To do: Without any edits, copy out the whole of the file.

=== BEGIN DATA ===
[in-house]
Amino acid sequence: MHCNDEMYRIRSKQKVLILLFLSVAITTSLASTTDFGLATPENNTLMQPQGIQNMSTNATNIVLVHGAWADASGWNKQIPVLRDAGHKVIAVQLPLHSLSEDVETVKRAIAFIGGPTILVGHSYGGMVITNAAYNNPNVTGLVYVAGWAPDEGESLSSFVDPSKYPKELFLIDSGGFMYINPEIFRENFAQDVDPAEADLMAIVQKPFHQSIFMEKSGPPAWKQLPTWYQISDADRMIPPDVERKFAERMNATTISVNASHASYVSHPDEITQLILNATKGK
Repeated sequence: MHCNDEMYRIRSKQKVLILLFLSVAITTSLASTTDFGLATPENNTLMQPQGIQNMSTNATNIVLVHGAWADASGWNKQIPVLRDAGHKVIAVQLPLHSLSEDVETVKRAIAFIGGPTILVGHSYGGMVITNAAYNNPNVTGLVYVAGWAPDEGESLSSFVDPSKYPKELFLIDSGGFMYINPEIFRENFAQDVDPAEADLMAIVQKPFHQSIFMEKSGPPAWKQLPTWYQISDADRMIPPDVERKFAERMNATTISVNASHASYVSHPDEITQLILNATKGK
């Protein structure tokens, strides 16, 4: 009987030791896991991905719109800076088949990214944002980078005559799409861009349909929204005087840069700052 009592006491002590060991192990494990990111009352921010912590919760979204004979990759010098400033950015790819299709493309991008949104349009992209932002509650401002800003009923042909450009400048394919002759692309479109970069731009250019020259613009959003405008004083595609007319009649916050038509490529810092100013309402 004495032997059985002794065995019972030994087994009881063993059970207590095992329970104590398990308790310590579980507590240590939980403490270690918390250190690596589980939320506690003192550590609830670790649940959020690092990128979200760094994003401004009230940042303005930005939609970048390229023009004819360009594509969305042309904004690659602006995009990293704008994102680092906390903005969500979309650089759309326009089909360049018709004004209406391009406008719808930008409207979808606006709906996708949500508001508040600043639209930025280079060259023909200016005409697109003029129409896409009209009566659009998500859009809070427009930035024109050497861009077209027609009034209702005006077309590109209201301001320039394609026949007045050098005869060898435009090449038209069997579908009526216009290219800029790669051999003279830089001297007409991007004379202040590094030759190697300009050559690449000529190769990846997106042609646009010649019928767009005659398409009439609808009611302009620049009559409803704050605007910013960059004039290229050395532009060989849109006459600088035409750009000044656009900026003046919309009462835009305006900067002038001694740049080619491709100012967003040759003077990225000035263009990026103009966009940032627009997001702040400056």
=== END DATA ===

[in-house]
Amino acid sequence: MHCNDEMYRIRSKQKVLILLFLSVAITTSLASTTDFGLATPENNTLMQPQGIQNMSTNATNIVLVHGAWADASGWNKQIPVLRDAGHKVIAVQLPLHSLSEDVETVKRAIAFIGGPTILVGHSYGGMVITNAAYNNPNVTGLVYVAGWAPDEGESLSSFVDPSKYPKELFLIDSGGFMYINPEIFRENFAQDVDPAEADLMAIVQKPFHQSIFMEKSGPPAWKQLPTWYQISDADRMIPPDVERKFAERMNATTISVNASHASYVSHPDEITQLILNATKGK
Repeated sequence: MHCNDEMYRIRSKQKVLILLFLSVAITTSLASTTDFGLATPENNTLMQPQGIQNMSTNATNIVLVHGAWADASGWNKQIPVLRDAGHKVIAVQLPLHSLSEDVETVKRAIAFIGGPTILVGHSYGGMVITNAAYNNPNVTGLVYVAGWAPDEGESLSSFVDPSKYPKELFLIDSGGFMYINPEIFRENFAQDVDPAEADLMAIVQKPFHQSIFMEKSGPPAWKQLPTWYQISDADRMIPPDVERKFAERMNATTISVNASHASYVSHPDEITQLILNATKGK
């Protein structure tokens, strides 16, 4: 009987030791896991991905719109800076088949990214944002980078005559799409861009349909929204005087840069700052 009592006491002590060991192990494990990111009352921010912590919760979204004979990759010098400033950015790819299709493309991008949104349009992209932002509650401002800003009923042909450009400048394919002759692309479109970069731009250019020259613009959003405008004083595609007319009649916050038509490529810092100013309402 004495032997059985002794065995019972030994087994009881063993059970207590095992329970104590398990308790310590579980507590240590939980403490270690918390250190690596589980939320506690003192550590609830670790649940959020690092990128979200760094994003401004009230940042303005930005939609970048390229023009004819360009594509969305042309904004690659602006995009990293704008994102680092906390903005969500979309650089759309326009089909360049018709004004209406391009406008719808930008409207979808606006709906996708949500508001508040600043639209930025280079060259023909200016005409697109003029129409896409009209009566659009998500859009809070427009930035024109050497861009077209027609009034209702005006077309590109209201301001320039394609026949007045050098005869060898435009090449038209069997579908009526216009290219800029790669051999003279830089001297007409991007004379202040590094030759190697300009050559690449000529190769990846997106042609646009010649019928767009005659398409009439609808009611302009620049009559409803704050605007910013960059004039290229050395532009060989849109006459600088035409750009000044656009900026003046919309009462835009305006900067002038001694740049080619491709100012967003040759003077990225000035263009990026103009966009940032627009997001702040400056």